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The recent Sendong disaster is a painful reminder of how much damage we have caused the environment and how little we have done to reverse it. It brings to mind this quote from Aldous Huxley:

Men do not learn very much from the lessons of history, and that is the most important of all lessons of history.

What’s your stand on mining in the Philippines? What efforts have you made to preserve the environment that we all love?

Taking responsibility,
Sole Sister Lois
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*Photos are credited to Tanya Hotchkiss

19 Responses so far.

  1. I think she's the Tanya Hotchkiss who was my classmate in PE (Australian games) in UP, a little over 10 years ago. I remember striking a conversation with her because I come from Surigao del Norte. 

  2. dong ho says:

    sea food (particularly sashimis and crabs) and surfing. whoa! i love siargao. too bad mining is taking a bad position for an island so beautiful.

  3. Never thought that mining in Siargao is so rampant , it broke my heart seeing your pictures :( .. Sayang , ganda paman sana ng Siargao and it is one of my planned destination this 2012

  4. Flipnomad says:

    everything we do, our buying habits, eating habits, affect the environment... :( too much consumerism drives companies to produce more products, more products means more raw materials, more raw materials means more mining, fishing etc etc... i hope one day WE will all  learn to consume just what we need... but then again.. population is increasing thus creating a bigger need to produce more goods... :(

  5. i wasn't able to take photos of this while i was in surigao and my host is afraid that i take photos... 
    glad you shared about this.
    the most read and commented blog post of mine is also about NO TO MINING. 
    the problem with this is that the LGU are contented to get some pennies while big businessmen from other countries are getting the bul of money.

  6. markyramonego says:

    Disheartening to see the damage done by mining, for all their 'feel good' advertisements about helping the community was nothing but blood money in exchange of destroying the environment and causing more (including death) - on the other side, you've showed the promise of this paradise-like place. I will finally see come June (tagal pa pala hehe)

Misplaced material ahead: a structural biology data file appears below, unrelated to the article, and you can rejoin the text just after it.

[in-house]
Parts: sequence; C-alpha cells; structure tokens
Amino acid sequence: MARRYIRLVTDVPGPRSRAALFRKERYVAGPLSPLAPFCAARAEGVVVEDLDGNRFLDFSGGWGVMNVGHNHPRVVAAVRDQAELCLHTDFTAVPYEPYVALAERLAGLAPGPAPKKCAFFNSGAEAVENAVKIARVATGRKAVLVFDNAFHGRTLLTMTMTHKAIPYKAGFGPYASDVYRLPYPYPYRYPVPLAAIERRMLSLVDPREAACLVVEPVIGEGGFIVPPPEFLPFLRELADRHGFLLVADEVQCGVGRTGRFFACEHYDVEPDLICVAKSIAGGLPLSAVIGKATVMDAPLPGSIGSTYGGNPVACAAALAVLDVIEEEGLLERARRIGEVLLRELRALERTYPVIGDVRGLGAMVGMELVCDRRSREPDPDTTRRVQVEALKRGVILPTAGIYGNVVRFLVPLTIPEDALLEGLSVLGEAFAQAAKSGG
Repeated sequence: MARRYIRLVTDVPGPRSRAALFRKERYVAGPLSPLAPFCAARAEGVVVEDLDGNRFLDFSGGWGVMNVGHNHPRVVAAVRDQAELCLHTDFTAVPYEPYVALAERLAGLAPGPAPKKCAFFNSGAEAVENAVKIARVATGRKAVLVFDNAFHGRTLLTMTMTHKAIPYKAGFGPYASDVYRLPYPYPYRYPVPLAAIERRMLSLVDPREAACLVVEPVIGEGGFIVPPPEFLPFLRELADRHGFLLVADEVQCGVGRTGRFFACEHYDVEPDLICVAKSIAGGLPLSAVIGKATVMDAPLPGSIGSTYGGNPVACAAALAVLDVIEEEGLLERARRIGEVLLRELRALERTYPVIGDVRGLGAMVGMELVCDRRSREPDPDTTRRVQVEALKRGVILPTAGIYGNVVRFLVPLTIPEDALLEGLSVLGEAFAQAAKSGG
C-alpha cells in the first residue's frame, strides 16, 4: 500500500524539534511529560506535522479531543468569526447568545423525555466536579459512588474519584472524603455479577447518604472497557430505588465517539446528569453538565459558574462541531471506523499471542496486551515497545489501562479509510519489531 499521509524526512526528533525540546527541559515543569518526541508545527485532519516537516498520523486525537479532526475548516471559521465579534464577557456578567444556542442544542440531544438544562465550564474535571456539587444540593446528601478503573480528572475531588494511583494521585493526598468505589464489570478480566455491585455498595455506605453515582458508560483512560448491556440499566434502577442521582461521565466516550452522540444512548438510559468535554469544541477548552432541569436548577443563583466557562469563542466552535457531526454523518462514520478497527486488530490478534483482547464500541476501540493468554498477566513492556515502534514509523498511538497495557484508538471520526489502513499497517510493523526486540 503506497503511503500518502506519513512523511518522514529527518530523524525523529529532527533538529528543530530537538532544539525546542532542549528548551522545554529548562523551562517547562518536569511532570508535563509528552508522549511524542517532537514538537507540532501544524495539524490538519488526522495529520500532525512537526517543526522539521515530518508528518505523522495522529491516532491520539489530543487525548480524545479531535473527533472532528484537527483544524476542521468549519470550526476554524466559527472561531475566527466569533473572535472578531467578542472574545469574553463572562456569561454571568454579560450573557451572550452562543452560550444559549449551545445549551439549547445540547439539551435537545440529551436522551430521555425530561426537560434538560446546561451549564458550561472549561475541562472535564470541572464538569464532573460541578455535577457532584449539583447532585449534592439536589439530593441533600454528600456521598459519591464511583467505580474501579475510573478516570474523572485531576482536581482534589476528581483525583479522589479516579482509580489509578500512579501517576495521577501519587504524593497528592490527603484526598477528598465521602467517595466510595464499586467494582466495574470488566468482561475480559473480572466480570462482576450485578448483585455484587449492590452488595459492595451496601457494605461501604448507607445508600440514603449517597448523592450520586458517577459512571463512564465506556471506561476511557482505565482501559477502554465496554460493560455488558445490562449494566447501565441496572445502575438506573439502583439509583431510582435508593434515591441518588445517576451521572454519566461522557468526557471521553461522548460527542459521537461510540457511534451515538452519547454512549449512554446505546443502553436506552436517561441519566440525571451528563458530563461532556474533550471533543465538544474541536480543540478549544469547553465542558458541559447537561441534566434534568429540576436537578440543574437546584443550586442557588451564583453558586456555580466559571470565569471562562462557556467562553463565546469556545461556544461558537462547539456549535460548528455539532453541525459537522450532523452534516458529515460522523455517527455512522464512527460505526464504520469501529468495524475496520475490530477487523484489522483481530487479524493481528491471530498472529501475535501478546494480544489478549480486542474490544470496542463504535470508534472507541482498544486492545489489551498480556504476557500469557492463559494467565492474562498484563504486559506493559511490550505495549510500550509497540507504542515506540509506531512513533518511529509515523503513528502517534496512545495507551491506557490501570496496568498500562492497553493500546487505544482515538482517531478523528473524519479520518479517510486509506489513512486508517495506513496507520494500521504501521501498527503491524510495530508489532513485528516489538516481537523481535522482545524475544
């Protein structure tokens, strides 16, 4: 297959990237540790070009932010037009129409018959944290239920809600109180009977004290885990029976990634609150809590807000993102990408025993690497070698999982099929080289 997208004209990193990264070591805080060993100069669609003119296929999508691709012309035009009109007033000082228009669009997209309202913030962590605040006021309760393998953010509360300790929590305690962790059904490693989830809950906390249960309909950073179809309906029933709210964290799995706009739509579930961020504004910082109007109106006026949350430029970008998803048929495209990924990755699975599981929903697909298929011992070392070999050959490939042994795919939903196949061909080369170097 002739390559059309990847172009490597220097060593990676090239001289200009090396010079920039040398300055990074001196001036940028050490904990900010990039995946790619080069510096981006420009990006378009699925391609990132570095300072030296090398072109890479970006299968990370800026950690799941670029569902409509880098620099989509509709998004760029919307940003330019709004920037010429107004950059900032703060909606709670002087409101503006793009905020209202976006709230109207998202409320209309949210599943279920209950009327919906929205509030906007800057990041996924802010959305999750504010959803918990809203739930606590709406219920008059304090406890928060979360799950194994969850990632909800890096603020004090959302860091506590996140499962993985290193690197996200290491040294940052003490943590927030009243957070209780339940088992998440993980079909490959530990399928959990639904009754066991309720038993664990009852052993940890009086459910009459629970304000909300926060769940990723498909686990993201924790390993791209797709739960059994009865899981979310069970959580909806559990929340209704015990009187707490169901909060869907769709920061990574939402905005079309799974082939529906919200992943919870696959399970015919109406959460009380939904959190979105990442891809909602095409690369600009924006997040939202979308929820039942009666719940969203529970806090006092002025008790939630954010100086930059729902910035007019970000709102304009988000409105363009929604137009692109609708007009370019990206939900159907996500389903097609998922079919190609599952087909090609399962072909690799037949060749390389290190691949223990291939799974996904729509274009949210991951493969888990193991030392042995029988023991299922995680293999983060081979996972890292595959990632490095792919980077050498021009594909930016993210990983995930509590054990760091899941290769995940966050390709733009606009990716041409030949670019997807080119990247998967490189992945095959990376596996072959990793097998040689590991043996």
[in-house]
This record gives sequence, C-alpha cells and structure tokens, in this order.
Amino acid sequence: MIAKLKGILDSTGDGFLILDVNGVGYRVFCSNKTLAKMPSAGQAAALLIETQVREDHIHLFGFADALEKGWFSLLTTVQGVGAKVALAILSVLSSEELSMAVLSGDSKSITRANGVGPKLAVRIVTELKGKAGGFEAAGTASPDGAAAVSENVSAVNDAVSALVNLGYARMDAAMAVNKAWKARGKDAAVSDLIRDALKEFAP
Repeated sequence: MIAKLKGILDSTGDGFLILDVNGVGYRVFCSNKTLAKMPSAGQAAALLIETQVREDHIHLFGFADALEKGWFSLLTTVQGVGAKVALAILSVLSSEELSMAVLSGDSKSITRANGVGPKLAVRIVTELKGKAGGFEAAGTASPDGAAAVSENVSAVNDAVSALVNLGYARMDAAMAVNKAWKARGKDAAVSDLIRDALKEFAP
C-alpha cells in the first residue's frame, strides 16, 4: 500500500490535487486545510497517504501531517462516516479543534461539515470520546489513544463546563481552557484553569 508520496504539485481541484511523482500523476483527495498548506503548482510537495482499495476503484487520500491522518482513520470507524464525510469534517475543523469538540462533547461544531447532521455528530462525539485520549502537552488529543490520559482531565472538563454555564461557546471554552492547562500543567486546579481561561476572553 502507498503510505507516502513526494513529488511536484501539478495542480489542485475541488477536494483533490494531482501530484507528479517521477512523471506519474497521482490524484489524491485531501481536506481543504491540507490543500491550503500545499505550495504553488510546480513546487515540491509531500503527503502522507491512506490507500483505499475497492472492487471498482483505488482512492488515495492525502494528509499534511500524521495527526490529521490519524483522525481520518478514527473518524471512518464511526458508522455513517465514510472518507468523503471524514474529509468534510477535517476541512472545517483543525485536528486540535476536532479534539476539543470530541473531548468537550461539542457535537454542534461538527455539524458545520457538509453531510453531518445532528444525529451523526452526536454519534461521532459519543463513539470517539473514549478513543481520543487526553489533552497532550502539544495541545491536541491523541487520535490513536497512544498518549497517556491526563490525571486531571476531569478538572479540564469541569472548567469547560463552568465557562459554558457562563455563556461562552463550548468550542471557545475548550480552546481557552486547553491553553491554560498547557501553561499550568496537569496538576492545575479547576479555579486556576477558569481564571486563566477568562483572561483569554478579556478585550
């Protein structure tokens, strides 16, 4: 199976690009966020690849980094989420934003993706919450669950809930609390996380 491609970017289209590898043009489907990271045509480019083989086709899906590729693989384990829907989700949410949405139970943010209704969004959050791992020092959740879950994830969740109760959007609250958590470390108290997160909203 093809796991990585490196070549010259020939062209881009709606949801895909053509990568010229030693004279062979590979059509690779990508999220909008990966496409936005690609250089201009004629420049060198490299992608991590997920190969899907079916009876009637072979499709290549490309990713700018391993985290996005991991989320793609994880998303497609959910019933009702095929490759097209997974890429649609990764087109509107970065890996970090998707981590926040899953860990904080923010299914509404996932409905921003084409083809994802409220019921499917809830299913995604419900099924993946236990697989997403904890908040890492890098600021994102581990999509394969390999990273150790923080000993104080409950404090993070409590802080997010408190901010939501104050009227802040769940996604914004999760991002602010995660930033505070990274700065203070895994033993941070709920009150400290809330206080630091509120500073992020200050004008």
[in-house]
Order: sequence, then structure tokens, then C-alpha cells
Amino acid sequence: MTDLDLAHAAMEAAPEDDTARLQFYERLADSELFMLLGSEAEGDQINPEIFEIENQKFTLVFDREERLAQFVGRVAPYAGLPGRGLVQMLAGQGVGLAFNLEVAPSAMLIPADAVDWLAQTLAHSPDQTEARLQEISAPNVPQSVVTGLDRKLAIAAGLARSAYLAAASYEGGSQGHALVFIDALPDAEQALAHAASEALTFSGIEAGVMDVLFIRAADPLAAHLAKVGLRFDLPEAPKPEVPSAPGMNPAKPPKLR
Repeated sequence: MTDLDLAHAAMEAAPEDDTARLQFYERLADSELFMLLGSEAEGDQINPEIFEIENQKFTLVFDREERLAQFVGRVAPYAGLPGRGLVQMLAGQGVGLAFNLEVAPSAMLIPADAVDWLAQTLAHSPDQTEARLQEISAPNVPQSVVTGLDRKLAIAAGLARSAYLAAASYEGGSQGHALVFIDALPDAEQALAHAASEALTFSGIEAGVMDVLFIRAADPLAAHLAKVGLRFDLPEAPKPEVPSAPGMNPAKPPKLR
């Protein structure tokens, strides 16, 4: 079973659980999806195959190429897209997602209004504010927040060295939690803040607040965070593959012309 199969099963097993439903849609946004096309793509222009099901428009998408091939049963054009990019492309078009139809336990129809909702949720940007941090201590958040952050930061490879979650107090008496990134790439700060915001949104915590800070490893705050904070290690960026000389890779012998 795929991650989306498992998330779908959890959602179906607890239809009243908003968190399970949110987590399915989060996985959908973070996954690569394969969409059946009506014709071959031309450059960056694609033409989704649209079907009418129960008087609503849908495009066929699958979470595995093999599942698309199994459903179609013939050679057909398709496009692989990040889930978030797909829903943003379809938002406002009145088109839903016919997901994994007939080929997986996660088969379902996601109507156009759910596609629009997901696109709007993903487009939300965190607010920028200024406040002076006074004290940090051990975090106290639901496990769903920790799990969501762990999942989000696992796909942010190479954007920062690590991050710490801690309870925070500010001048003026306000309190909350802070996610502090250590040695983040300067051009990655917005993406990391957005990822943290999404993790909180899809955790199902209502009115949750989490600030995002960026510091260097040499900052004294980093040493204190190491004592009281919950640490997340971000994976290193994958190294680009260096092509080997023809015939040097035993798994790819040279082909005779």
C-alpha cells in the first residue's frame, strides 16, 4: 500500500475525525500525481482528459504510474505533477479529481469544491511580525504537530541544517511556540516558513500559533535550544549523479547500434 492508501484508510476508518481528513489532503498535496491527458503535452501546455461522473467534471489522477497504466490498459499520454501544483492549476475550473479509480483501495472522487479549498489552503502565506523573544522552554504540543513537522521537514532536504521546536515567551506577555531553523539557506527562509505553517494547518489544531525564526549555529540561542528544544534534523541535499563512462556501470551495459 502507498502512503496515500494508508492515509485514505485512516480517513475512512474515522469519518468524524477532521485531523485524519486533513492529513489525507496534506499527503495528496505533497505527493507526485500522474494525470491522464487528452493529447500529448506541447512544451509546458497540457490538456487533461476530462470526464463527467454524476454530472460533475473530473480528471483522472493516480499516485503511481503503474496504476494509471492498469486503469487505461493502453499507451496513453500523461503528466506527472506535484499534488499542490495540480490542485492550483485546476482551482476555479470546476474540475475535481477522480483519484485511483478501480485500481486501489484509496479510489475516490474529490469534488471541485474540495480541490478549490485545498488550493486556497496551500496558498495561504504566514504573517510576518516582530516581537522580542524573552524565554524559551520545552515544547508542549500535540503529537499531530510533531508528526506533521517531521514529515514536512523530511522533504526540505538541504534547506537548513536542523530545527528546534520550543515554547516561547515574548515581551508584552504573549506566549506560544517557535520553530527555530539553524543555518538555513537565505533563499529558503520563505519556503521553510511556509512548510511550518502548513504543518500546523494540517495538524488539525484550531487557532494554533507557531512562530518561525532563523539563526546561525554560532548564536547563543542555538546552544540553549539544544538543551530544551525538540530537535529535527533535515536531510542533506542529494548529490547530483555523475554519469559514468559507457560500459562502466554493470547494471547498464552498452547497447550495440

7. tina says:

    it is also sad that Davao is facing the same thing.. what with the coal fired plant and the current statemen by the mbc which is really heartlesst:

    we plan to organize civil society to make a stand... filipinomad is right.. its our "hyper" consumerism.. also basically because of the advertisers who keeps playing on human psychology to buy products we do not need.

  8. Thank you for this!  

  9. I heard Surigao is beautiful but the mining has got to stop!

  10. Lois says:

    Yes, I think she's the one because we're both from UPD :-)

  11. Lois says:

    I know Dong! We all have to do something to preserve the beautiful places that we love to visit.

  12. Lois says:

    This is in Surigao del Sur ha. Siargao is an island off the cost of Surigao del Norte. I'm not sure if there's mining in Siargao itself. It's also one of my dream destinations this year because I would love to surf those breaks!

  13. Lois says:

    I absolutely agree with this Flip! Looks like you and I have been reading the same books :-)

  14. Lois says:

    the problem with this is that the LGU are contented to get some pennies while big businessmen from other countries are getting the bulk of money.
    agree with this James. The Philippines is not getting anything especially since they brand this as "exploratory mining". Hayyyy... we need to do something against this Goliath of a problem.

  15. Lois says:

    True that marky! I feel so privileged to see both sides of Surigao on this visit. And when I was faced with the reality of mining and how it destroys the environment, there's not way to sugarcoat that and say it's responsible. These photos are a testament to the damage that mining has caused.

  16. Lois says:

    You're welcome Rick! Hope to do more posts for tourism and environment in the future.

  17. Lois says:

    Absolutely agree!

  18. RV Escat says:

    whoa! can't wait for the seafood and surf! 

  19. Synz says:

    We went to surf in Lanuza last month, and we pass by those alarming mining sites. It's so heartbreaking. :(